Steinberg reckon that this feature was added "with mobile musicians in mind". You can shift octaves and change the velocity with the arrow keys, and use the two leftmost sliders to introduce pitchbend and modulation (also achievable by clicking with the mouse on a key in the display and dragging).

Other apps such as Ableton Live and Logic/GarageBand have virtual keyboards too, but they're usually limited to not much more than an octave's worth of keys, and hence are quite frustrating for anyone who's ever used a tracker, where you get at least a full two octaves. While Cubase 5's is the same in default mode, pressing Tab engages a full two-octave mode, similar to the arrangement used in trackers. Nice!





New Automation panel

Many have grumbled in the past about Cubase's automation implementation, with some claiming that v4 actually took a step backwards in this area! Steinberg look to be getting things back on track with v5, though, and they've borrowed some features from the automation system of Cubase's high-end cousin Nuendo.

The all-new floating Automation panel allows one to temporarily disable reading/writing of specific types of automation; arm/disarm automation for the entire project; show only certain types of automation lane and/or ones that actually contain data; set the reduction level without diving into the Preferences menu, and more. Here it is:





There's also a new Trim mode for volume automation. This is designed to overcome such situations as when you've recorded or programmed some volume changes and then wished you could still automate the overall volume of a track (eg, to provide a gradual fadeout) without losing the volume curve you already created. You can now do it by enabling the Trim mode – the relevant level fader(s) in the mixer change to a 'relative' mode, allowing one to offset the current curve by moving the fader as desired. In use, however, we found that this gave us some jagged 'spikes' in the automation curve – we'll be chasing the issue up with Steinberg as soon as possible.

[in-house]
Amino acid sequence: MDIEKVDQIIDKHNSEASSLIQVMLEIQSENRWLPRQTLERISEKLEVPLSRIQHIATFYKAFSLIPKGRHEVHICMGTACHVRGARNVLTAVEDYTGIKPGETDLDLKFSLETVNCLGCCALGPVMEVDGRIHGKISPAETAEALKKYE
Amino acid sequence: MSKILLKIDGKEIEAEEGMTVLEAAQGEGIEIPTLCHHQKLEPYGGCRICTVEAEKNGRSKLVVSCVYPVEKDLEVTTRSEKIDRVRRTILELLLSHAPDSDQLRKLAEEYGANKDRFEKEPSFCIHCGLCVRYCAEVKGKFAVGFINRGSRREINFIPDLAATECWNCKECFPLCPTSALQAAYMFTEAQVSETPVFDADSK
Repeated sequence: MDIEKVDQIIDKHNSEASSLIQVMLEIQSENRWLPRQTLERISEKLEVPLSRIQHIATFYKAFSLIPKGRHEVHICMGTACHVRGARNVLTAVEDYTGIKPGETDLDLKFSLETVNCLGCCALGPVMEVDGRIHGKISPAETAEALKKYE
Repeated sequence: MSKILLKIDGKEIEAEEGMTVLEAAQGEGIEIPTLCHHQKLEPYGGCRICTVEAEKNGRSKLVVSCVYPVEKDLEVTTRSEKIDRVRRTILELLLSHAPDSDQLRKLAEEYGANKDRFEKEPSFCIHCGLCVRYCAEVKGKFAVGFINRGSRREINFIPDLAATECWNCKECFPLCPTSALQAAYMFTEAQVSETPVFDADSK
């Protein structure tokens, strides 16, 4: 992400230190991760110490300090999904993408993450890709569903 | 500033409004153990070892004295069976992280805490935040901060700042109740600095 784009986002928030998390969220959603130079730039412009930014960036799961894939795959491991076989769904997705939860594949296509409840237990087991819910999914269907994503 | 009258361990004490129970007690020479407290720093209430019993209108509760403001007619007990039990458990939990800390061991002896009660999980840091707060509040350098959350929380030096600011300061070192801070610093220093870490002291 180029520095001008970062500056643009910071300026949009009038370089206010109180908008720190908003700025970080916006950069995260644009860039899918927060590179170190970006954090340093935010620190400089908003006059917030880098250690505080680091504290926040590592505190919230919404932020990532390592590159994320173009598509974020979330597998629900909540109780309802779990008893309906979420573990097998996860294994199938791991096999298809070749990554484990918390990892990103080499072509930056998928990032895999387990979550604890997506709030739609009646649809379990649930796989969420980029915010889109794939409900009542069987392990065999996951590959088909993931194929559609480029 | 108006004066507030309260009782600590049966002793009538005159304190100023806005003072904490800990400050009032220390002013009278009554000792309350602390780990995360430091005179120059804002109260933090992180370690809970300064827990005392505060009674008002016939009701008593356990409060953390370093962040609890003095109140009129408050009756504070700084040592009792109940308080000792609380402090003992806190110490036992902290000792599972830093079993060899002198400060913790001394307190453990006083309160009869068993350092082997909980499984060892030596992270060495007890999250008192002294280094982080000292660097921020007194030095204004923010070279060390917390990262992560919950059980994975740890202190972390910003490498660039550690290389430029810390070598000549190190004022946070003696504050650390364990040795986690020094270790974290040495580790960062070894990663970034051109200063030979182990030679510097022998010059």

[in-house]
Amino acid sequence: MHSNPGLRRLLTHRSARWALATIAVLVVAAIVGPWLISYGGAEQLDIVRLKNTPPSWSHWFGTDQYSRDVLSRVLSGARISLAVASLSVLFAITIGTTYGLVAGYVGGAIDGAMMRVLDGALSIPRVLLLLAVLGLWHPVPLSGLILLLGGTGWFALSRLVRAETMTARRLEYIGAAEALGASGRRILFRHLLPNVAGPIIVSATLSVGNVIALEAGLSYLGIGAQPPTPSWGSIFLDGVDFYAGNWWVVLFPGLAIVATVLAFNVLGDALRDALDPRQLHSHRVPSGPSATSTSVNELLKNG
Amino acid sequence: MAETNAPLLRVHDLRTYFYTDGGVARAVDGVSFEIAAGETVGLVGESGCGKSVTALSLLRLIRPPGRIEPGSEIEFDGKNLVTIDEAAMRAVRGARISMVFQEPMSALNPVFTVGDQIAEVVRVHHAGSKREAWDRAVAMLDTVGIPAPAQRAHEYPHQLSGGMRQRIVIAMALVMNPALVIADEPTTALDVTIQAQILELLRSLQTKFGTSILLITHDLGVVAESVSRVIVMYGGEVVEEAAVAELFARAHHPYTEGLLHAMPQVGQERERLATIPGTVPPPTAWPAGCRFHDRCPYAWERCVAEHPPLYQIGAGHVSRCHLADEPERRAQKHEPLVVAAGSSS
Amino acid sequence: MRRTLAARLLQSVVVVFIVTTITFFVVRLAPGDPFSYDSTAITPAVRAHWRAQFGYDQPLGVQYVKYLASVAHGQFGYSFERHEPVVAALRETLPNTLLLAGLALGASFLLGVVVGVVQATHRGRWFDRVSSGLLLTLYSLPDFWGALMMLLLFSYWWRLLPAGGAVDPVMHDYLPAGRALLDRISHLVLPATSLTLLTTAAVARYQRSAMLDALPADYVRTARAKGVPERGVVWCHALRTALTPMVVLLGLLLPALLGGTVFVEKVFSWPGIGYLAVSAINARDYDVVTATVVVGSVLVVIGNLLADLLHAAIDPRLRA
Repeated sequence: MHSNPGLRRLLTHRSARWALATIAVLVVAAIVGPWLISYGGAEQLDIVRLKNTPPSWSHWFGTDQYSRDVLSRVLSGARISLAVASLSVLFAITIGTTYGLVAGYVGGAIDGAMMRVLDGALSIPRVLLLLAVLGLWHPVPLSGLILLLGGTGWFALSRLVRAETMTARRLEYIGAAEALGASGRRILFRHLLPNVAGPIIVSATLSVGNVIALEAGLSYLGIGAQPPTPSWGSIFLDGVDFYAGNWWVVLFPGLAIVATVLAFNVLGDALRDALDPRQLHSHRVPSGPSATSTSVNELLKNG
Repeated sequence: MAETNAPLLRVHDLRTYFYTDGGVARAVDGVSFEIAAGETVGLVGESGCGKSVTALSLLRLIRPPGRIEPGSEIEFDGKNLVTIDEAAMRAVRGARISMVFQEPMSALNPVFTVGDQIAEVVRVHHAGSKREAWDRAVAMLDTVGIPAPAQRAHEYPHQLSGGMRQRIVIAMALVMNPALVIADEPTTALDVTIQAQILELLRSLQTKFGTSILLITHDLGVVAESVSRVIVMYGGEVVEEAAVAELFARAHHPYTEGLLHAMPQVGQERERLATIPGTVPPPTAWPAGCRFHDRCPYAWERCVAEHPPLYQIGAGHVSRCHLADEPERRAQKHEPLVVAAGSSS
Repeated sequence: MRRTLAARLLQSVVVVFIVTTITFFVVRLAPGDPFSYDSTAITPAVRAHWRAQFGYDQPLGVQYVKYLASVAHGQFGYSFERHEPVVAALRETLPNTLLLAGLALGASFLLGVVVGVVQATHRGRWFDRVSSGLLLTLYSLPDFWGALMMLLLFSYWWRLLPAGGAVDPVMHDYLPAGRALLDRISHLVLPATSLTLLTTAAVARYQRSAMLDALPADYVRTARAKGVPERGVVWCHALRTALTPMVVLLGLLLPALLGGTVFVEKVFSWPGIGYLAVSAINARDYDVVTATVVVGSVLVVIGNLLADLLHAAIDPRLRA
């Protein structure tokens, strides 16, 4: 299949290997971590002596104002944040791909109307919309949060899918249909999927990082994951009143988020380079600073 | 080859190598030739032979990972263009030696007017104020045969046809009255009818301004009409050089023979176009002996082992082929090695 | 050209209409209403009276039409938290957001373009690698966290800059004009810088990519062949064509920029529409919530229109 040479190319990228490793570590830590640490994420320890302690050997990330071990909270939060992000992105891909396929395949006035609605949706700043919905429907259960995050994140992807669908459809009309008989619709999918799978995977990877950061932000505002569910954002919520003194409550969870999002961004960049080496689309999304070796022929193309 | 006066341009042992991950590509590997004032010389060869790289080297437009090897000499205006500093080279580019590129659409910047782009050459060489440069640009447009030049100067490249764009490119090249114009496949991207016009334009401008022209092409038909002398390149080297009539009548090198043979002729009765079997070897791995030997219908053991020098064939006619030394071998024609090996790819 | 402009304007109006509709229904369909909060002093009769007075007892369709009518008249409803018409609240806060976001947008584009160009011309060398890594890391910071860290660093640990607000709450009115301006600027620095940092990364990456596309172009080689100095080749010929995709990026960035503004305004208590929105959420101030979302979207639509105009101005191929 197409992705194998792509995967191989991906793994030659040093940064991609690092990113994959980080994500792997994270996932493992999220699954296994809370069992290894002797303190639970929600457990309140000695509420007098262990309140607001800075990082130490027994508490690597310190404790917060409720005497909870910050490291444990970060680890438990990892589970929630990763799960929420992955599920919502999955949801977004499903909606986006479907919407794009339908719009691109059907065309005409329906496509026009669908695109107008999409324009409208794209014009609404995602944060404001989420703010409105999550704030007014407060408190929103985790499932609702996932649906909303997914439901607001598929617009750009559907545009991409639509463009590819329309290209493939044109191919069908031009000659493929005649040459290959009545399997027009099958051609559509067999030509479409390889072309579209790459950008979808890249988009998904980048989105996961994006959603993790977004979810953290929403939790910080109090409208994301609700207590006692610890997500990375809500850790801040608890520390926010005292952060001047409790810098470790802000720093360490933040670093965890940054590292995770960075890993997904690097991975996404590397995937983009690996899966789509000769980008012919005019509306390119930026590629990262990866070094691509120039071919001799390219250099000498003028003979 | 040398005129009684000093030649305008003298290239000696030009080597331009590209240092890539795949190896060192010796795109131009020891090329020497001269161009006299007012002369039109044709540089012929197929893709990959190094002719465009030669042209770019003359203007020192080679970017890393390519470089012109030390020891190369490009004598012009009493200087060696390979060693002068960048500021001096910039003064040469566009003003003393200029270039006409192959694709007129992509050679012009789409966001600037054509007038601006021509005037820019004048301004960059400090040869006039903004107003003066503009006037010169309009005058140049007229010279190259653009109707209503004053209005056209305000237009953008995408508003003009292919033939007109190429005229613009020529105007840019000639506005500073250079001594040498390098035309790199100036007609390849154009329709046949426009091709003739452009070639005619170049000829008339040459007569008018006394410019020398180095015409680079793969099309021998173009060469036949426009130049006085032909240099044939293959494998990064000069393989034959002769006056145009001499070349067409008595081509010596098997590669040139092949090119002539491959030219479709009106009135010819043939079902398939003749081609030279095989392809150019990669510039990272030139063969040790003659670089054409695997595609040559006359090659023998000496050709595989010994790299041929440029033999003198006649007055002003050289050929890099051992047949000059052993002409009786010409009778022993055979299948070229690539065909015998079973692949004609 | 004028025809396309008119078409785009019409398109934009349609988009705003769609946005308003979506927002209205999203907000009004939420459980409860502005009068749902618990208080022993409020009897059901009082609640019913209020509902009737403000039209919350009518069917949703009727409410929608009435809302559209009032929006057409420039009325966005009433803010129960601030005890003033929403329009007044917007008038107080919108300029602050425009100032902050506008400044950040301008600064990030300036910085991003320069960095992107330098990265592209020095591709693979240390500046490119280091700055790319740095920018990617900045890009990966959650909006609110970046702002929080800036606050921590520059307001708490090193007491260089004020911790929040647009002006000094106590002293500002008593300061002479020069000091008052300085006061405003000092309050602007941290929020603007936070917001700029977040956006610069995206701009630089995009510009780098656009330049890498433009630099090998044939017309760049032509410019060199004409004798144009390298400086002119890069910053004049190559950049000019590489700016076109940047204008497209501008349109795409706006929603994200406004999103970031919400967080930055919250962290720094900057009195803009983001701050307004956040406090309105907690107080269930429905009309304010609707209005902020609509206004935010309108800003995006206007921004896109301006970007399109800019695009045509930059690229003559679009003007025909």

VST Expression: it's not just for orchestral sounds!

The all-new VST Expression system makes it a lot easier to specify articulations when working with complex instruments that offer a range of playing styles, eg, sampled emulations of real instruments. Prior to VST Expression, one would typically have to draw in extra MIDI notes to switch between these articulations, but when now there's a dedicated lane allowing one to simply select, for each note, which articulation should be used.

You do need a so-called Expression Map defined for all this to work, but Steinberg have supplied numerous Track Presets that work with their own Halion-based sounds, and support from third-party companies such as Vienna and Garritan is said to be forthcoming. Bring it on, we say!

Here, we're using it with an orchestral strings patch: